|Shares Out. (in M):||122||P/E||NA||NA|
|Market Cap (in $M):||714||P/FCF||NA||NA|
|Net Debt (in $M):||4,063||EBIT||164||139|
Dynegy is an independent power producer (IPP) based in Houston. Dynegy finds itself in an over-leveraged situation ($4.1bn of net debt including leases vs. ~$500mn of EBITDA due to a series of poor investment decisions made over time including forays into telecom and buying power assets close to the top of the market.) Dynegy's main assets are 2.2GW of coal-fired power plants in Illinois with top of the line environmental controls, 1.8 GW CCGT plants in the Midwest, 1.0GW of CCGT plants in CA and 1.6GW of CCGTs in the Northeast. On November 16, 2010 Blackstone bid $5/share for the company, on December 15, 2010 Icahn Enterprises bid $5.50 for the company. Stock is currently trading at $5.86
Mkt Cap: $716mn
Lease Adj. Net Debt: $4,067mn
2011 EBITDA: $490mn
Cheap long dated option on recovery of power prices. Higher long dated natural gas and power prices combined with higher capacity markets should bring DYN EBITDA to the $600-700mn level by 2016. Longer term, as replacement cost economics kick in once new EPA rules cause retirement of a significant portion of the existing coal fleet in the Midwest (MISO) and Midatlantic (PJM) around 2017/2018, DYN could be doing $800mn-$1,000bn of EBITDA. By the time we get to 2016 net debt will likely tick up to ~$4.5bn due to negative free cash flow which would bring TEV to $5.2bn based on today's equity cap. If you think this company would trade at 8x replacement cost EBITDA of $900mn the stock would be worth ~$23 in 2016.
Capital structure flexibility should ensure staying power as company has essentially no secured debt (revolver is undrawn and is likely to be refinanced in the next month or so) and its first major bond maturity is not until 2015. The company's assets should be able to support ~3x EBITDA of secured or project level debt which would mean approximately $1.5bn of additional liquidity above and beyond the ~$400mn of cash the company had on its balance sheet as of 3/31/2011. There is a debt/EBITDA covenant in the undrawn revolver that the company would break in Q3 2011. However, the company will likley use part of its secured debt capacity to replace this revovler. Bottom line is that the company has plenty of time to wait for power markets recover. I do not think the equity analysts who cover this stock appreciate this financial flexibility.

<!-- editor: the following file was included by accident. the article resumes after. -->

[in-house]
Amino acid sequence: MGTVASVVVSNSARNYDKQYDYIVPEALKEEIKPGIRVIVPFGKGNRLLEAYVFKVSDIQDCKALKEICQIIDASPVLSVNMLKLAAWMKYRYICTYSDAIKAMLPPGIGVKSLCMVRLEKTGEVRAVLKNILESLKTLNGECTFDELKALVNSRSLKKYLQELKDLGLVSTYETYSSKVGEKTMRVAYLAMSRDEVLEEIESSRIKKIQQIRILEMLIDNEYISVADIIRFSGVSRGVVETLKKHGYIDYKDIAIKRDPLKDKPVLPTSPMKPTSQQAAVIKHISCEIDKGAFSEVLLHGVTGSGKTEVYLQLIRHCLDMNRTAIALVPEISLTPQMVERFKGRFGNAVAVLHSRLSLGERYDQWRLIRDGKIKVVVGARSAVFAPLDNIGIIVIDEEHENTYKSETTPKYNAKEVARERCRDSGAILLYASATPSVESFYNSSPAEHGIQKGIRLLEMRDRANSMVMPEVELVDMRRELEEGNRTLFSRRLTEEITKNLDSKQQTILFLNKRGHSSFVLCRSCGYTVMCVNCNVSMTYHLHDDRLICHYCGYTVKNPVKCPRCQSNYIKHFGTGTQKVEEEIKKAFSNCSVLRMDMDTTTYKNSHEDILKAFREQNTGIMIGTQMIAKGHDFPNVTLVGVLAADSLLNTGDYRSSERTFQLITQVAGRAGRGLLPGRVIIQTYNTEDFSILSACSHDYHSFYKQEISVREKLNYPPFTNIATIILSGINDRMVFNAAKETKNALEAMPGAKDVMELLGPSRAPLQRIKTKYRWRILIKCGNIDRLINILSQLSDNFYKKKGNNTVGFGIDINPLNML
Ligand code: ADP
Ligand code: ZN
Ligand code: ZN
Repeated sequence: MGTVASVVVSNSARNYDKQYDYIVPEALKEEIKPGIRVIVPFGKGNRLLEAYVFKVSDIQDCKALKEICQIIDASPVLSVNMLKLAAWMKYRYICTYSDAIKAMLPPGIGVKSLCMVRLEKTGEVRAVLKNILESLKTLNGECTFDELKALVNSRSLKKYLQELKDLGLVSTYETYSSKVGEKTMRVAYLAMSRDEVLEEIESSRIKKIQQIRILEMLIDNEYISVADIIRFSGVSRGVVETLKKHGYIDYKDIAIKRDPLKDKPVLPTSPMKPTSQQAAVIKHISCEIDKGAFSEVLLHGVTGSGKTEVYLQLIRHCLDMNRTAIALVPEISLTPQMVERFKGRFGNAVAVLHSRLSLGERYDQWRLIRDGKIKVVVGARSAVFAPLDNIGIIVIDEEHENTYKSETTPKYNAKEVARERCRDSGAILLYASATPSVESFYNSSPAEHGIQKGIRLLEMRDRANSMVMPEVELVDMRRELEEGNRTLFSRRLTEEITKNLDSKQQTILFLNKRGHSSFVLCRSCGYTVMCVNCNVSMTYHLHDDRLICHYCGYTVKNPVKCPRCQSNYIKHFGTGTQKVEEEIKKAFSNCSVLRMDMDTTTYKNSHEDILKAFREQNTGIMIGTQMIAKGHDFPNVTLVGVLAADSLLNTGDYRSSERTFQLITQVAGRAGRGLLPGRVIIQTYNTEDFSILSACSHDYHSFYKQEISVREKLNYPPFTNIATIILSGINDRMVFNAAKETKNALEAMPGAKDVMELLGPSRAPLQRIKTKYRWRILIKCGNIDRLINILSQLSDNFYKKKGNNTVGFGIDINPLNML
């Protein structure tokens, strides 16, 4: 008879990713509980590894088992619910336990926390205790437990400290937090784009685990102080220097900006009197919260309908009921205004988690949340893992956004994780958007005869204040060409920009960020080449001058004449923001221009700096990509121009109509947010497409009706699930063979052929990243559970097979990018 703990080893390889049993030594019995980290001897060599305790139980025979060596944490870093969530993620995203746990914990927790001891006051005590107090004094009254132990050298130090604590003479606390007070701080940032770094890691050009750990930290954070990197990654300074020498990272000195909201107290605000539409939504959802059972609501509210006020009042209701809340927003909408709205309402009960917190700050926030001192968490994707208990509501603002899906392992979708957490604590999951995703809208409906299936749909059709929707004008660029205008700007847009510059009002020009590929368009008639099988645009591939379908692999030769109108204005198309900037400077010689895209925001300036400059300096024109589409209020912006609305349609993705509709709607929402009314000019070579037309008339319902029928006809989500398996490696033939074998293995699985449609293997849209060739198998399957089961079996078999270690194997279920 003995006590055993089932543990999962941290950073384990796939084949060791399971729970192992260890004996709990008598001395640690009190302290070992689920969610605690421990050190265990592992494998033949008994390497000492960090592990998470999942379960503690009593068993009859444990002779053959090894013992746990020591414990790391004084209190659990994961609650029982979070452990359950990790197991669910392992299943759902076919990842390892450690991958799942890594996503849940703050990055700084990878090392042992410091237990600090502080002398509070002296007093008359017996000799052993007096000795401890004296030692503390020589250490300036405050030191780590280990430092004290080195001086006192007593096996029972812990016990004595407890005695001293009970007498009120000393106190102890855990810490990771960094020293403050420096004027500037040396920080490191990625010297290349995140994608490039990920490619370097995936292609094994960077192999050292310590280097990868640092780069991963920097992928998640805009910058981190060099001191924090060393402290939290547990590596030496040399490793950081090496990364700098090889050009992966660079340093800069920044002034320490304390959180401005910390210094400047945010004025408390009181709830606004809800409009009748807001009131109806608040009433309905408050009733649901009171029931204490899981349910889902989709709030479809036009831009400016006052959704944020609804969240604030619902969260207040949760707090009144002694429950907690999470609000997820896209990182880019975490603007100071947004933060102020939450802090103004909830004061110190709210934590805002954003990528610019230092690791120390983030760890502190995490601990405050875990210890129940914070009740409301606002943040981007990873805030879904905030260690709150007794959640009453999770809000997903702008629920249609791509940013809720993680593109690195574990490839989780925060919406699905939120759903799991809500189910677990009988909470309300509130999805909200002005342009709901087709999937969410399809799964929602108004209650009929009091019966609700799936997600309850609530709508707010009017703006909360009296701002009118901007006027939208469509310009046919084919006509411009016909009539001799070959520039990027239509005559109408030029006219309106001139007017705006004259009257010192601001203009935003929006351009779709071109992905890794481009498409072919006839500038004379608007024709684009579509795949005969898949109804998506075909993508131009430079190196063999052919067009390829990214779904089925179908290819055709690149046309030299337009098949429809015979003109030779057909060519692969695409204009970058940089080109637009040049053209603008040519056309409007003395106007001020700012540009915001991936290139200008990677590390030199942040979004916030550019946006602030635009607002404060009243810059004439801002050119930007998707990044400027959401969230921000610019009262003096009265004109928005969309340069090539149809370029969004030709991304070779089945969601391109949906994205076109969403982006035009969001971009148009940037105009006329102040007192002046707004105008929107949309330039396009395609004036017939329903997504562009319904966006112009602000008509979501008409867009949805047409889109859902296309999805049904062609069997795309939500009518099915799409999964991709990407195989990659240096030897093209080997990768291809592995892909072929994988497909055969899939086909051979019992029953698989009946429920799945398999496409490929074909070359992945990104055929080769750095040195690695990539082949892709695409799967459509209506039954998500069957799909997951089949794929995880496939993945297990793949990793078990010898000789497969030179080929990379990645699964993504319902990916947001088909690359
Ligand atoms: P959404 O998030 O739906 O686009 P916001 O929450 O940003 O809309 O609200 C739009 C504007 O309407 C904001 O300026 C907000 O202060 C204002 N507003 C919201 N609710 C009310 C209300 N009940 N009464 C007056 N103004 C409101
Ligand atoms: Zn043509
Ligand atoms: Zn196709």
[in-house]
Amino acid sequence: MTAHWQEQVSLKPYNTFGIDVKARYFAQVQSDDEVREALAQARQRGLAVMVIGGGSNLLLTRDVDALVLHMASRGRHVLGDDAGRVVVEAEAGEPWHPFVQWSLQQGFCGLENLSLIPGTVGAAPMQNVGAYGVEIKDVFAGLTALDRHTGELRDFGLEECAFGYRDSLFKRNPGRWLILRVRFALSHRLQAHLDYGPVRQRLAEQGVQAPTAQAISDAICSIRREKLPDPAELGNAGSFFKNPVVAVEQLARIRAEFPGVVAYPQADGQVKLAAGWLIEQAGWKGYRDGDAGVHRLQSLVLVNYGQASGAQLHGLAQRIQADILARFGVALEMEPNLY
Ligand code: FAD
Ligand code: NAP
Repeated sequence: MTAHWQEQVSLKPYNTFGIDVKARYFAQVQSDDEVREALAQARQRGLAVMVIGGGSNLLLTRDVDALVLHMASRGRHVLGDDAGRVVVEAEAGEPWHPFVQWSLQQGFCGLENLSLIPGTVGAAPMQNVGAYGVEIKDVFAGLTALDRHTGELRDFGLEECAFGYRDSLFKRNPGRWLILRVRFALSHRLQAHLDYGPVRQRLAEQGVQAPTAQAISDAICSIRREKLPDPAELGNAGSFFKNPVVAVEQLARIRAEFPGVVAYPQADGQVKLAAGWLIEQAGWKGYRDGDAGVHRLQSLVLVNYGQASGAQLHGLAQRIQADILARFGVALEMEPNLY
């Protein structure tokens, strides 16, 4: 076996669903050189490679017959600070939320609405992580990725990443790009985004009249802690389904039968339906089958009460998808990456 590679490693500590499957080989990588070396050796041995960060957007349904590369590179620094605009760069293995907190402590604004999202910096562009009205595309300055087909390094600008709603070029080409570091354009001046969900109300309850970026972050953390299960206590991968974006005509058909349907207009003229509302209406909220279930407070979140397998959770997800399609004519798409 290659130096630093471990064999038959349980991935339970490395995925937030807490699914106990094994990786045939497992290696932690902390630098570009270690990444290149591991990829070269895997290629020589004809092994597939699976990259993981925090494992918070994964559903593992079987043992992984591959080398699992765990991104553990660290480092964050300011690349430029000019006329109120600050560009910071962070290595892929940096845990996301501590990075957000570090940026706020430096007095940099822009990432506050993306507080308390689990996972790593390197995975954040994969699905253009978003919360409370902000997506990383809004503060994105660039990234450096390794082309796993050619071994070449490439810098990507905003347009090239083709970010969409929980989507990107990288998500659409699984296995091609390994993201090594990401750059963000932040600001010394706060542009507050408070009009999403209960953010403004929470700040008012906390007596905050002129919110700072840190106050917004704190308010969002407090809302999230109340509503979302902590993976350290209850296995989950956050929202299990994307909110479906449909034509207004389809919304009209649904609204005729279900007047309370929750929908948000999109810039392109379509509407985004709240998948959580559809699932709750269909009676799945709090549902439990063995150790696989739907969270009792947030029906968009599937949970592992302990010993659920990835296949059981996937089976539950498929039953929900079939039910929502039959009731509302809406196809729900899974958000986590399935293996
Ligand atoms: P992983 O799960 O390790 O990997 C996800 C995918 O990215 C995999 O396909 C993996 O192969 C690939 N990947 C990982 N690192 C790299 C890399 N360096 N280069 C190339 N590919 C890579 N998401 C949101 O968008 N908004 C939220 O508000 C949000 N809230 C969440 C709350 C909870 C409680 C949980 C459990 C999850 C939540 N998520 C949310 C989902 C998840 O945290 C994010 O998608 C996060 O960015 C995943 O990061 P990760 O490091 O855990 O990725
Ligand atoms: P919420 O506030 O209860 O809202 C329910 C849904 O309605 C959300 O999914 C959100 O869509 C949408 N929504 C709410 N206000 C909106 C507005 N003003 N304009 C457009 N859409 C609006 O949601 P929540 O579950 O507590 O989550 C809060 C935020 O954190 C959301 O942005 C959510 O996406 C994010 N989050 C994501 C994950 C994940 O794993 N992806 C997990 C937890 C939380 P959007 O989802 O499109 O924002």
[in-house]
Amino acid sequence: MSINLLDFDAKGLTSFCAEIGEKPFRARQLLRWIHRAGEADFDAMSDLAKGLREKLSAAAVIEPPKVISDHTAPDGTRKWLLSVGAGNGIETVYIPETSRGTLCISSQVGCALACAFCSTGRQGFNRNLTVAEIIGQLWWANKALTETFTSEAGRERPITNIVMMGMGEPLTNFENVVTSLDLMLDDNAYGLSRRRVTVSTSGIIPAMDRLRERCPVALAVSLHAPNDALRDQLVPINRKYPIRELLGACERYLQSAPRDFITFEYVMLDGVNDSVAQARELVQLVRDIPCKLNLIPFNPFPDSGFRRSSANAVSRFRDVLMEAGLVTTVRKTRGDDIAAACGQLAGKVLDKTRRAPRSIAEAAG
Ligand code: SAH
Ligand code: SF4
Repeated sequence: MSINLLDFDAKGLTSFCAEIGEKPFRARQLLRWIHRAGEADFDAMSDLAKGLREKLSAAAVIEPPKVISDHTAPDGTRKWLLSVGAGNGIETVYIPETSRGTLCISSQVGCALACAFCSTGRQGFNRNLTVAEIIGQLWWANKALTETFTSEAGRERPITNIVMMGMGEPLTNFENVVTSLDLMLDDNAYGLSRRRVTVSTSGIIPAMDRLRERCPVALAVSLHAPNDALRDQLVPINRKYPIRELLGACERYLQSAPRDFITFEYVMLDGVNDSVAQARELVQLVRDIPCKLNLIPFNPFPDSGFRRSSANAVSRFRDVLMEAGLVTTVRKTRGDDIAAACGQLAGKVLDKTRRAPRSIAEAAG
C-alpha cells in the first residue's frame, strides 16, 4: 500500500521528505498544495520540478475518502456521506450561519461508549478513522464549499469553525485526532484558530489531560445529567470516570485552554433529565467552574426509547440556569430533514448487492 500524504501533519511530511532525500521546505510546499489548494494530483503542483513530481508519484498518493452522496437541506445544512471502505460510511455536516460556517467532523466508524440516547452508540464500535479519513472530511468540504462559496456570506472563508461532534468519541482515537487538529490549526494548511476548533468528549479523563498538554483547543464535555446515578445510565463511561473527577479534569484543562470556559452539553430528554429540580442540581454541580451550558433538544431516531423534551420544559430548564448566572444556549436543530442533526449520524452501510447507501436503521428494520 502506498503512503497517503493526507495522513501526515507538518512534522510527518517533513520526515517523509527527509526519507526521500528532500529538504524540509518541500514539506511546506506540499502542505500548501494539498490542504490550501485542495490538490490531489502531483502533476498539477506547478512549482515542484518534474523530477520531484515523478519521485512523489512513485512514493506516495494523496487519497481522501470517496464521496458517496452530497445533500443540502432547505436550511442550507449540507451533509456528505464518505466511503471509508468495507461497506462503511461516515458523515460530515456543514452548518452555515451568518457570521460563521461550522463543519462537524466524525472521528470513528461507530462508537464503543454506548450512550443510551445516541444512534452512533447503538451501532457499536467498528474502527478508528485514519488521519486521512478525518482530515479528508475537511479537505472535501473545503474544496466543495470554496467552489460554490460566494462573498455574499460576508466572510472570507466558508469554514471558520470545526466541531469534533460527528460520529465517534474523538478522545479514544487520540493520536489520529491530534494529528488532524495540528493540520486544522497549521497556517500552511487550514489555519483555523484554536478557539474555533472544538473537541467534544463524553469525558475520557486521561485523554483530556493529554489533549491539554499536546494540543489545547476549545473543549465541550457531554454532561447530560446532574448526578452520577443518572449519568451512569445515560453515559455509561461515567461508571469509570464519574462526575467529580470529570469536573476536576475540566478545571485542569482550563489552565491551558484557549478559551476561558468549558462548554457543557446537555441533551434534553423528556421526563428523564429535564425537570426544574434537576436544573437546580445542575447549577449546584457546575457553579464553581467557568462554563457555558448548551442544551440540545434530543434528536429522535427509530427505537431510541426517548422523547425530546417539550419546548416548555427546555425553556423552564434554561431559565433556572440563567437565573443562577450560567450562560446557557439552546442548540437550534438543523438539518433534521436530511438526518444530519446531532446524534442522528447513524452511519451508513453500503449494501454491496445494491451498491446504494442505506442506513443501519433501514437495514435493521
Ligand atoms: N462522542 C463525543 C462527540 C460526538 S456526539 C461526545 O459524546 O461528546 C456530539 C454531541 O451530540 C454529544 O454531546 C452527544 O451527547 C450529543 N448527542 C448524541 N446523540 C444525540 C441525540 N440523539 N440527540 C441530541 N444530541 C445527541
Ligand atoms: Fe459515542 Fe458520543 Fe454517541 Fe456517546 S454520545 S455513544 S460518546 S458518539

Board of directors is highly shareholder friendly and has two board members who were selected by Carl Icahn. A key focus of this board will likely be trying to convince bond holders to exchange their bonds into new debt at discounts to face value. The company has the following bonds with most of them trading between 55 and 83 cents
|Term Loan B||68||L+375||4/2/2013|
|6.875 Notes due 2011||80||6.88%||2011|
|8.75 Notes due 2012||89||8.75%||2012|
|7.5 Notes due 2015||785||7.50%||2015||83.3||13.0%|
|8.375 Notes due 2016||1,047||8.38%||2016||81.0||13.9%|
|7.125 Notes due 2018||172||7.13%||2018||70.6||13.8%|
|7.75 Notes due 2019||1,100||7.75%||2019||74.0||13.1%|
|7.625 Notes due 2026||171||7.63%||2026||71.4||11.7%|
|Central Hudson Lease||604||2016|
These bonds are all parri pasu and there is minimal secured debt ahead of them (there is a $68mn term loan and a $225mn project level bond at the Independence CCGT). The bonds have a face value of ~$3.5bn and a market value of ~$2.7bn for a total discount of $800mn. If the company were to use a combination of debt exchanges into secured bonds and to layer new secured debt into the capital structure I think it would be possible for the equity to crystalize a portion of this bond discount (imagine if you are a bond holder currently pari with ~$4bn of unsecured debt (including lease) and you are about to be layered by $1.5bn of first lien and think that other bond holders may exchange into $1.5bn of second lien, you may be inclined to exchange especially if you bought them below par). If the equity captured half of this bond discount ($400mn) it would mean $3.27/share of additional equity value.
Another possibility is that the company might elect to take a portion of the proceeds from raising secured debt and use it to pay a special dividend. Even a $300mn dividend equal to 20% of secured debt capacity would signficantly de-risk the equity investment (would take out over 40% of market cap) without materially increasing leverage or the long term. Paying out this dividend may also cause the bonds to trade lower which might facilitate additional exchanges at prices below par. The company's existing bonds have only investment grade covenants and do not have any restricted payment limitations.
EBITDA could have material upside through cost cutting. A DYN investor filed an 8K that showed an additional $50mn of cost cutting might be possible by getting rid of traders, moving headquarters from Houston to Baldwin, Illionois and other measures. At 8x EBITDA this would be worth $400mn or another $3.27/share.
Downside protection seems to be supported by bids from Icahn ($5.50 in December) and Blackstone ($5 in November). Since this time we have had a favorable capacity auction in PJM and the EPA introduced rules that will increase the cost of non-scrubbed coal plants which should enhance margins for DYN's fullly scrubbed plants.